I get the importance of Mazepin to the team from a financial point of view. Haas has never hidden that. I also understand the argument that when you ally that to a guy who is quick, does sometimes come down the right side of racing hard, and can win races in a spec series, you’ve got a good candidate for one of your drivers.

But history suggests that driver is going to give you a number of off-track headaches that could really hurt your brand, your team dynamic and in the absolute worst case, other drivers or personnel in the sport.

Does Mazepin care? Probably not. He just wants to go racing in F1, and if he gets the chance to do that and delivers enough on track, then in many ways he won’t need to care. But he will care if he’s made to, and that responsibility doesn’t only lie with Mazepin himself, but with the people in power around him.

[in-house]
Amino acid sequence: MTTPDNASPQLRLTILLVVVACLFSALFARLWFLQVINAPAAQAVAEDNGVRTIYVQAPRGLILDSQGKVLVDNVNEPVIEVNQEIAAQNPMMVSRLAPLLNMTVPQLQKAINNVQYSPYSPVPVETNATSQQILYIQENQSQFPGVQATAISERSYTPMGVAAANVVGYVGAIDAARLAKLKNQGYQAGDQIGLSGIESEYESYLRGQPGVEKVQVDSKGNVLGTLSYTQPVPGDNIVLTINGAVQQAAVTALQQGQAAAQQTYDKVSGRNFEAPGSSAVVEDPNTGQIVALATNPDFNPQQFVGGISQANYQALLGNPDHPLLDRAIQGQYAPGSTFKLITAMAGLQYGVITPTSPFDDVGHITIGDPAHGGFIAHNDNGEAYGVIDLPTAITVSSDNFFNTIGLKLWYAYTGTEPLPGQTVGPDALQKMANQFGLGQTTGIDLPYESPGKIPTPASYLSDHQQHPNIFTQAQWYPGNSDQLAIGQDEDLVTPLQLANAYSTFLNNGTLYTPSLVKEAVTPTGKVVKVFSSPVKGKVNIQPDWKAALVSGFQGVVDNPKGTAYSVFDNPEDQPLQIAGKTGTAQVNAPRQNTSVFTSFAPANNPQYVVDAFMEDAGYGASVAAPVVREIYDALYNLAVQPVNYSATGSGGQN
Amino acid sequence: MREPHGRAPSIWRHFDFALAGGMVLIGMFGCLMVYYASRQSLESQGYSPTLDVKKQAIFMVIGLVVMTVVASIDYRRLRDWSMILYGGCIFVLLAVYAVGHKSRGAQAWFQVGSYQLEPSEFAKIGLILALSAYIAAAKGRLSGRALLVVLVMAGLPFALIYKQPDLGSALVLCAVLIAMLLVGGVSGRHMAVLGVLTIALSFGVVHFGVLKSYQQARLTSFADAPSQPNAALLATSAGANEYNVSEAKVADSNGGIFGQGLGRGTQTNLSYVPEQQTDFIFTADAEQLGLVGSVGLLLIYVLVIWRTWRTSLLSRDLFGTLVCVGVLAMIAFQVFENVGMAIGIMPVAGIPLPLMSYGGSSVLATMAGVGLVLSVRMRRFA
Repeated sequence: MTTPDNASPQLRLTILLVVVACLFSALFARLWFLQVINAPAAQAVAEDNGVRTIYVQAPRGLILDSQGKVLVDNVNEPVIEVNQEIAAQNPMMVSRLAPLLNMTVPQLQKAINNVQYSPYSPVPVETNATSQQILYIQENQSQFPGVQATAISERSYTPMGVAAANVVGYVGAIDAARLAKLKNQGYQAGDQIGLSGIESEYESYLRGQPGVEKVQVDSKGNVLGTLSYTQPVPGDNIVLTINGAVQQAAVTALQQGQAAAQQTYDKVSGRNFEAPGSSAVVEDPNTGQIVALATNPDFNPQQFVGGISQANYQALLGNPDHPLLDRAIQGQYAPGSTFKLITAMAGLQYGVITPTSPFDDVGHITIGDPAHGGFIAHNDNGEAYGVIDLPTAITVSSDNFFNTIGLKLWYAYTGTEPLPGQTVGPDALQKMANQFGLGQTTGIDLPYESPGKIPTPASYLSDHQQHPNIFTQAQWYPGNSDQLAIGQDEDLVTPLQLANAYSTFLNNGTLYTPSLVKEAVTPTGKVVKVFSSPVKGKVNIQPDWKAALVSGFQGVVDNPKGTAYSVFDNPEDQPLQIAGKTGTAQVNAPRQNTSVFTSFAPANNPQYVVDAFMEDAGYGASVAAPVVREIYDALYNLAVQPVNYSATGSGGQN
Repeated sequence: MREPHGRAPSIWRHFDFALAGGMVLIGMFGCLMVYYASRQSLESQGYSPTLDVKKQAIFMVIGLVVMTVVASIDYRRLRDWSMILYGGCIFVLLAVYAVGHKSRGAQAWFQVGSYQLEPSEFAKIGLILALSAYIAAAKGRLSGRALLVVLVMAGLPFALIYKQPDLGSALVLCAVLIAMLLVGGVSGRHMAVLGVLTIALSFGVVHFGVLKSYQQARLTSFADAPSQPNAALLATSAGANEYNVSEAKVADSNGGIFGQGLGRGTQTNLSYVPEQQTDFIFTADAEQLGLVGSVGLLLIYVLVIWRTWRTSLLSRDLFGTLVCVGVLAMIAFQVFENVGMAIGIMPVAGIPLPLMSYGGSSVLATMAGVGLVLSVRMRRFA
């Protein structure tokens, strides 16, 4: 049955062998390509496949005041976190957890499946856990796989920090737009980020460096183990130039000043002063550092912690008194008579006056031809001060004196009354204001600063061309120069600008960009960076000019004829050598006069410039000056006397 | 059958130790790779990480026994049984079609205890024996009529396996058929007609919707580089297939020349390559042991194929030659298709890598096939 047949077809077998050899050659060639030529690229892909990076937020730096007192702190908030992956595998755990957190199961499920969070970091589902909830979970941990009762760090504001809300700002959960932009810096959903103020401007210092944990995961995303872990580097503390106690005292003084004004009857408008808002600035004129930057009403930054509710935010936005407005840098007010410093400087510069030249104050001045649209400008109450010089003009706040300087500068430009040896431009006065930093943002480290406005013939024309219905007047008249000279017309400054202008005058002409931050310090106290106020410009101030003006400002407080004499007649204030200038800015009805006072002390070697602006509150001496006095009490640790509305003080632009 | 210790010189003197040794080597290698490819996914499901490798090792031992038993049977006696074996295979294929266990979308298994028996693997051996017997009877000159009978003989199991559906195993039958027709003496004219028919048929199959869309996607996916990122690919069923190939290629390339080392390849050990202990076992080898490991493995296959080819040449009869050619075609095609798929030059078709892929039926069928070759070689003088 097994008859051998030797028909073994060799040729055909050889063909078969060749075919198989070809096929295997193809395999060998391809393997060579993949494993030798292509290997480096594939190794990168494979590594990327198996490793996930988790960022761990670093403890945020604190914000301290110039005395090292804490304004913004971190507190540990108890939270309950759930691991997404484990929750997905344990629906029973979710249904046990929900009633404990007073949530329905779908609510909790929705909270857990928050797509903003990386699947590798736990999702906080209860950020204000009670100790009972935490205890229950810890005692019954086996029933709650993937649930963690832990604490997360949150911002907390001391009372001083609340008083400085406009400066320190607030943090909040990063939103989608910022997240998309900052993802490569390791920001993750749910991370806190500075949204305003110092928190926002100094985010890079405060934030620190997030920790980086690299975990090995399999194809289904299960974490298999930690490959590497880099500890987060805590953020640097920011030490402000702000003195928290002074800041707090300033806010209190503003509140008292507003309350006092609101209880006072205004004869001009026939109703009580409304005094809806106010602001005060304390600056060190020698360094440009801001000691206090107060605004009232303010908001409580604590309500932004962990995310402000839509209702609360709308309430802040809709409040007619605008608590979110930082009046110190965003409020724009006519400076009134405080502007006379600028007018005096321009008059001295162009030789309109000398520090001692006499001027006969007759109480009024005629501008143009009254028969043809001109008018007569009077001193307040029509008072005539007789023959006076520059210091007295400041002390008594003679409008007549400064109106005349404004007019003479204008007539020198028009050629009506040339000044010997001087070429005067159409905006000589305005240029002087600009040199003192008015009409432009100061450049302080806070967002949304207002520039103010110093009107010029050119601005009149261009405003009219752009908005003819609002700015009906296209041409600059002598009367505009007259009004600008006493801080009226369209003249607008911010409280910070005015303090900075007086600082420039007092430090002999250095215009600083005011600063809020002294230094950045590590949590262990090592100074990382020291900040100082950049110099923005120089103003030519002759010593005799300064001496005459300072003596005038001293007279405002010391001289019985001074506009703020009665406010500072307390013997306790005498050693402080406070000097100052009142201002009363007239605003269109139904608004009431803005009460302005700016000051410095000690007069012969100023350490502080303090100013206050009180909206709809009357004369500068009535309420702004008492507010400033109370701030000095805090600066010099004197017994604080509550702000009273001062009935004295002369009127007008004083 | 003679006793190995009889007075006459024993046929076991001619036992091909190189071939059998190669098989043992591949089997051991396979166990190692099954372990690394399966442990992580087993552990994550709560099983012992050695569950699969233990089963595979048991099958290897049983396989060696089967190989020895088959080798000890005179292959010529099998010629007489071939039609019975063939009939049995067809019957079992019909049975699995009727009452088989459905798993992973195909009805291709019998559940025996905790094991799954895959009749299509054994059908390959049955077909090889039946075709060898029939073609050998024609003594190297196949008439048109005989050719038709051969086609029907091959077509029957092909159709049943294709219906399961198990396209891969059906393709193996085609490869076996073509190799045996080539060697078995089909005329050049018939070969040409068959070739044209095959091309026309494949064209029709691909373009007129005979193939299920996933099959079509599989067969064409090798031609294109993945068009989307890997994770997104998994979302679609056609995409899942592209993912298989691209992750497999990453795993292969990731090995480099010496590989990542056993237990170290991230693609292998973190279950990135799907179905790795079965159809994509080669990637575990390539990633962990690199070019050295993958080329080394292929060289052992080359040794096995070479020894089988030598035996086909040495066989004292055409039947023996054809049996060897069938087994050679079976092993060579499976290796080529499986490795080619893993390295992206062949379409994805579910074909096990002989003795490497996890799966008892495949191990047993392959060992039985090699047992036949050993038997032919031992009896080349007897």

Up to now, the people with most power have been his backers — basically companies either owned or controlled by his father — who have been helping him through his career. I’m not using his financial clout as a stick to beat him with, but when that backing comes from sources that clearly won’t drop you if you step out of line, then you hope the team he is about to race for on the global stage might do so.

If Haas doesn’t ensure there are proper consequences for his behavior, then it will be enabling it, showing that Mazepin is too important to the team to be punished. And it is likely that it will have to deal with more of the same.

But if Haas takes its responsibility seriously, then it will find ways of ensuring there are repercussions when Mazepin steps out of line and find a way of correcting that behavior so we’re only debating the merits of his driving in future.

A statement isn’t going to do it.